Goats are commonly raised for food in Carriacou, but this particular goat seems to have acquired some wanga (magic). The story was told by a middle school girl in 1982; it sounds almost like an anecdote that became a folk take. She told it in a basilectal English Creole, so I have written it out approximately as I wrote it for the school children to read, in a phonemically based spelling. Read the vowels as if they were Spanish, except that <e> = [ɛ], <ie> = [e], <o> = [ɔ], and <uo> = [o]. For the linguistically inclined, this reflects the fact that in this language, the phonemes /e/ and /o/ are prepalatalized and prerounded respectively, so that they are phonetically more like [ʲe] and [ʷo].

Wan die Dievid an Estel kom-owt in skul in Leste.
One day David and Estelle got out of L’Esterre school.

An di wie huom die pas an di bich an pik grieps.
On the way home they went on the beach to pick grapes

Wen die mit bay di grieps-tri die mit a big guot.
When they got to the grape trees they met a big goat.

Di guot sie: Du yu si lang byedz layk diz? Du yu si lang byedz layk diz?
The goat said: Do you see long beards like these? Do you see long beards like these?

Wen a kot am die guo wangaya. Wen a kot am die guo wangaya.
When I show them they’ll enchant you. When I show them they’ll enchant you.

Die ron ontil die mit in di kras in tong.
They ran until they got to the crossroads in town.

Den die mit di siem guot agen.
Then they ran into the same goat.

I sie: Du yu si big tit layk diz? Du yu si big tit layk diz?
He said: Do you see big teeth like these? Do you see big teeth like these?

Wen a kot am die guo wangaya. Wen a kot am die guo wangaya.
When I show them they’ll enchant you. When I show them they’ll enchant you.

Den die ron ontil die mit huom. Die fal-dong spichles in front di duo.
Then they ran until they got home. They fell down speechless before the door.

Den di granmoda rob dem dong wit spirit an laym
Then the grandmother rubbed them down with spirits and lime

an die tel shi wat apn.
and they told her what happened.


One animal that shows up in many folk tales from Carriacou and other parts of the West Indies is Anansi the trickster spider, hero of Ashanti folktales . Anansi is also known as Bre Nansi and, in French Creole, Konpè Zayn (from French araignée). The storyteller, a 12-year-old boy recorded in 1983, uses the formulaic “once upon a time.” See the notes for the preceding story for pronunciation of the vowels <e ie o uo>.

Once upon a time,

Anansi an a man di guo an tif in a man shap.
Anansi and a man went shoplifting in a man’s store.

An Anansi di av a strechin bag,
And Anansi had a stretching bag,

an di man di av a farin bag.
and the man had a flour sack.

An di man pik-op i bag ful, an i guo.
The man filled up his bag and left.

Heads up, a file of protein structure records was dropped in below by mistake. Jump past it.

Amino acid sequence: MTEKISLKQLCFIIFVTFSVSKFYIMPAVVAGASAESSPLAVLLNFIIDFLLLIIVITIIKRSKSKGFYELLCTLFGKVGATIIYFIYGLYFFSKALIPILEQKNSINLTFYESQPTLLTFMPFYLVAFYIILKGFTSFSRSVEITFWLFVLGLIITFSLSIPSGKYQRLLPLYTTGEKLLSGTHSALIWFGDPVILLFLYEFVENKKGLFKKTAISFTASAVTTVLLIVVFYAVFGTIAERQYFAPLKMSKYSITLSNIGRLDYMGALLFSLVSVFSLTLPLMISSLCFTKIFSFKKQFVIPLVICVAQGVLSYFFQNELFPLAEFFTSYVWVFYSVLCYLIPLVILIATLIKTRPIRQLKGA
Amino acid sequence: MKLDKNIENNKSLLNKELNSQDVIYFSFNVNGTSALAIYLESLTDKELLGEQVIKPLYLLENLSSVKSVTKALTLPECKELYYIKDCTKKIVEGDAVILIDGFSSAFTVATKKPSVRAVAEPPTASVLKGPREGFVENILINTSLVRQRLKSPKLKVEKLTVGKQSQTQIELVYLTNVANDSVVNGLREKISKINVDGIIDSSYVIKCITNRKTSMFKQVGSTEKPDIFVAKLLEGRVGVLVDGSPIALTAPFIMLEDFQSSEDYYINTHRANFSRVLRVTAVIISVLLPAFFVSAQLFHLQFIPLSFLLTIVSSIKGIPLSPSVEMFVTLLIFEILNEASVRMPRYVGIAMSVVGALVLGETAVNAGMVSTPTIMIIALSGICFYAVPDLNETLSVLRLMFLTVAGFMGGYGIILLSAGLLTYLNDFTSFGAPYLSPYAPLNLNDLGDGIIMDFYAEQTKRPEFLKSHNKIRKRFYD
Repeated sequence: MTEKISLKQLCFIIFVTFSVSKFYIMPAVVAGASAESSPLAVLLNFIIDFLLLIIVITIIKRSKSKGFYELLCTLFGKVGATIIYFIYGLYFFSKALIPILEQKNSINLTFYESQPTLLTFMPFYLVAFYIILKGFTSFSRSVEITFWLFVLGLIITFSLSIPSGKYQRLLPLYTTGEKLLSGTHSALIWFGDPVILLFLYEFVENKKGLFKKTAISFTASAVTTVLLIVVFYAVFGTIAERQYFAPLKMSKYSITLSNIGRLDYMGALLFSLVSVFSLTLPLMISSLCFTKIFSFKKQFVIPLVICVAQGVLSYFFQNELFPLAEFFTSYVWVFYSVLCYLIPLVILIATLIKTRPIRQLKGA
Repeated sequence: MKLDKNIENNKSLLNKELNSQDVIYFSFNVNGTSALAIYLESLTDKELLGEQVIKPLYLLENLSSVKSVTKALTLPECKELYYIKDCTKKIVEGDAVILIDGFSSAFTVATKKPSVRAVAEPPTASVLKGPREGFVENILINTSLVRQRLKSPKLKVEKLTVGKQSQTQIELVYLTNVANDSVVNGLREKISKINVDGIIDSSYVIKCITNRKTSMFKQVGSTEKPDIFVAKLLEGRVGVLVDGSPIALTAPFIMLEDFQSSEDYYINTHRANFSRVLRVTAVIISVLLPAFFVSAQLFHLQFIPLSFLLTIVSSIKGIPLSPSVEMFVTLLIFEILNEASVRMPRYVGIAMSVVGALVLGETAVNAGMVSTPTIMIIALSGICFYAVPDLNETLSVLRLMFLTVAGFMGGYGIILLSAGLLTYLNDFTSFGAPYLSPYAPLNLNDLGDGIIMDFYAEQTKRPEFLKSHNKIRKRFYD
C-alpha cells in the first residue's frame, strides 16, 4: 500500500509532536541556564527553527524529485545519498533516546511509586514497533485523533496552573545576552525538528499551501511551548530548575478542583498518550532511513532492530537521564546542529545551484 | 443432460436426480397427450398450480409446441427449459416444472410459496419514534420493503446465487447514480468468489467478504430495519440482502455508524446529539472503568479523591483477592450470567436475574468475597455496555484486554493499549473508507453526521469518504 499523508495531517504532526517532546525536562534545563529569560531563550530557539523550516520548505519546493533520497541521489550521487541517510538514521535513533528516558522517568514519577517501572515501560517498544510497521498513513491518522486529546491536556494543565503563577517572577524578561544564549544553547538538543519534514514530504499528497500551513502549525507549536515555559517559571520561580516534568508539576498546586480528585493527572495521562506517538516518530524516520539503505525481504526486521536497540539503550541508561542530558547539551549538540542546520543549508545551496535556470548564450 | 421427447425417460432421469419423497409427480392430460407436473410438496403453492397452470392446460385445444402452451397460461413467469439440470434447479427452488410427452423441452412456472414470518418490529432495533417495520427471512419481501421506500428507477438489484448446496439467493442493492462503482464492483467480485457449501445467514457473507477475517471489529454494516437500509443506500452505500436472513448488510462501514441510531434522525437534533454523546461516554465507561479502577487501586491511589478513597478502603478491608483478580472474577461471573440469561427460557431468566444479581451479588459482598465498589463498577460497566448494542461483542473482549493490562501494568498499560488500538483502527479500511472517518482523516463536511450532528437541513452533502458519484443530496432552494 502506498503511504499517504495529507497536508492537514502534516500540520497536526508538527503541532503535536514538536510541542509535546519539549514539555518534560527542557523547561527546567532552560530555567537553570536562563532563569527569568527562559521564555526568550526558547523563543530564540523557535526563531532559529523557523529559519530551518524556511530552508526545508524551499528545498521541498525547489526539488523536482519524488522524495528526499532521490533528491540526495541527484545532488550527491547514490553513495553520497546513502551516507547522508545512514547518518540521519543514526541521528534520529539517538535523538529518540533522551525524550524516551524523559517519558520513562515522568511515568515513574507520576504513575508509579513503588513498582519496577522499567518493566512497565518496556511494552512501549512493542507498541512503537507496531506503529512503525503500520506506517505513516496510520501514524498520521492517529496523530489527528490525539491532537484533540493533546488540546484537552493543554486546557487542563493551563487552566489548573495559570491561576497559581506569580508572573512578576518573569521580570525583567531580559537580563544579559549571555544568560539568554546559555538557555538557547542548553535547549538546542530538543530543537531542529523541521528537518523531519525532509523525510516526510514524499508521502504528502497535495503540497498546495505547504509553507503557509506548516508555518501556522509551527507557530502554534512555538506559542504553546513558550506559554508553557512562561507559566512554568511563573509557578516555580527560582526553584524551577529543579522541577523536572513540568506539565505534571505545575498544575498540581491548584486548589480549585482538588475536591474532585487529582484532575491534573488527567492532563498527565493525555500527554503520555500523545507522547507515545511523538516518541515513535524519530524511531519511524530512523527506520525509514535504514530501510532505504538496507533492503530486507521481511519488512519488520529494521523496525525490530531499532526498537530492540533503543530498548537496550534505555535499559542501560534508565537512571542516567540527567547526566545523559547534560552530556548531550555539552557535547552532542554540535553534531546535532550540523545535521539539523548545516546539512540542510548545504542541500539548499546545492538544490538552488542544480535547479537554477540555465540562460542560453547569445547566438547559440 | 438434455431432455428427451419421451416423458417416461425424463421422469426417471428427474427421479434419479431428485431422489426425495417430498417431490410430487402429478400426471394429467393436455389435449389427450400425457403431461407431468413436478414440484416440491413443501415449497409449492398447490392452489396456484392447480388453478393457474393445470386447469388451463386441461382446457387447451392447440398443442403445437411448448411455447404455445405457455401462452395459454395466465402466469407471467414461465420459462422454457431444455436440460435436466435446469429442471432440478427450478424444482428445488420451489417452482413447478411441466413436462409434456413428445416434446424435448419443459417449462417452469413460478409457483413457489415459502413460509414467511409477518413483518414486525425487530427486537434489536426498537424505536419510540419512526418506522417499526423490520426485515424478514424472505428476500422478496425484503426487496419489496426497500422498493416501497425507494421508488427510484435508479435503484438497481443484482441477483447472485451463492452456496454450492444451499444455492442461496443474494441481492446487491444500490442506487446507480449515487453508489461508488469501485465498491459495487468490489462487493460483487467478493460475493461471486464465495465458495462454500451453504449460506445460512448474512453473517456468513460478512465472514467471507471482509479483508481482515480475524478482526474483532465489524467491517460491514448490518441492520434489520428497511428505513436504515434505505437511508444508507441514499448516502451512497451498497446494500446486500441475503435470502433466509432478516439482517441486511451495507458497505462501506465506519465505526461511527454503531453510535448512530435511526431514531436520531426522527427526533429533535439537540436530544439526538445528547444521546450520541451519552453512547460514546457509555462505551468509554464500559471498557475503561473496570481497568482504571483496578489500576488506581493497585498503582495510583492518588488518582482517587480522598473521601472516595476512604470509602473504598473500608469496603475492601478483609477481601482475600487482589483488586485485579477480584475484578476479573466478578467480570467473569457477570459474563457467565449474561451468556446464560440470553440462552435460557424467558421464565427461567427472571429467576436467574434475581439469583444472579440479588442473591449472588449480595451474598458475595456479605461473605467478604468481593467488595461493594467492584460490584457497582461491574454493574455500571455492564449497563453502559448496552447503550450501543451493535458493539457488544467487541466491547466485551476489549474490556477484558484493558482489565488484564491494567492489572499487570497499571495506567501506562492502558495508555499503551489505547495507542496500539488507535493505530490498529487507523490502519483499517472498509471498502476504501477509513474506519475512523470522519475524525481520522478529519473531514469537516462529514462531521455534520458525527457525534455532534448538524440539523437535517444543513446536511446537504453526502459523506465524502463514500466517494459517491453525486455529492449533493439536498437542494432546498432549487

An di mo Anansi pik-op, di mo i bag strech.
And the more Anansi picked up, the more his bag stretched.

An di man kom an i kech im.
And the man came and caught him.

An di man tel im i guo tay im wit chien,
And the man told him he’d tie him up with a chain,

an Anansi tel im nuo, i guo kot di chien.
and Anansi said no, he would cut the chain.

Den di man tel im i guo tay im wit a ruop,
Then the man said he would tie him up with rope,

an Anansi tel im no nat tu tay im wi a ruop
and Anansi told him no don’t tie him up with rope

i guo kot di ruop.
(because) he would cut through the rope.

I tel im tay im wit a chred.
He told him to tie him up with thread.

An di man tay im wit a chred
And the man tied him up with thread

an Anansi kot di chred an i ron.
and Anansi cut the thread and ran.

An di man pelt di bag bihayn im,
And the man threw the bag after him,

an Anansi tiek di bag an i guo.
and Anansi took the bag and left.

Stori finish.
The story is finished.


Finally, here are some proverbs featuring animals. The first four are in French Creole; the rest are in English Creole.

Makak konnen ki pyebwa i ka- monte.
monkey know which tree it PROG climb
Monkeys know which tree to climb.

Sa fòmi tini, i bay bèlmè -i.
what ant has he give mother-in-law -his
The ant gives his mother-in-law whatever he has (mothers-in-law are demanding!).

Chen pa ka- fè chat.
dog NEG PROG- make cat
Dogs dont give birth to cats (like parent, like child).

Wavèt pa ni wezon duvan poul.
cockroach NEG have right before chicken
Cockroaches have no rights before chickens (dont be where you don’t belong).

The previous one has an English Creole form as well:

Kakruoch av no rayt in fowl pati.
Cockroaches have no right to attend the chickens’ party.

Si fowl-shit wayt an sie iz eg.
See chicken shit white and say it’s egg (things are not always what they seem).

If krab en wak krab en guo gyet fat.
If crab doesn’t walk crab won’t get fat (its good to see the wider world).

Duo kal aligieta lang-mowt ontil yu kras di riva.
Don’t call alligator long-mouth until you cross the river (respect authority).


Ronald Kephart is an associate professor at the University of North Florida, where he teaches linguistic and biological anthropology, sociolinguistics, and general anthropology courses. His research focuses on the structure and use of creole languages in educational settings. He is especially interested in demolishing the disrespect that these languages frequently suffer.

Sean Myers is a middle school student who practices origami to develop his creativity and ability to see beyond the next fold. Inspired by the work of physicist and artist Robert J. Lang, he is currently at work on a series of large origami creatures that involve multiple entangled folds.

Cite as: Kephart, Ronald. 2019. “Carriacou Animal Stories.” Anthropology News website, May 16, 2019. DOI: 10.1111/AN.1169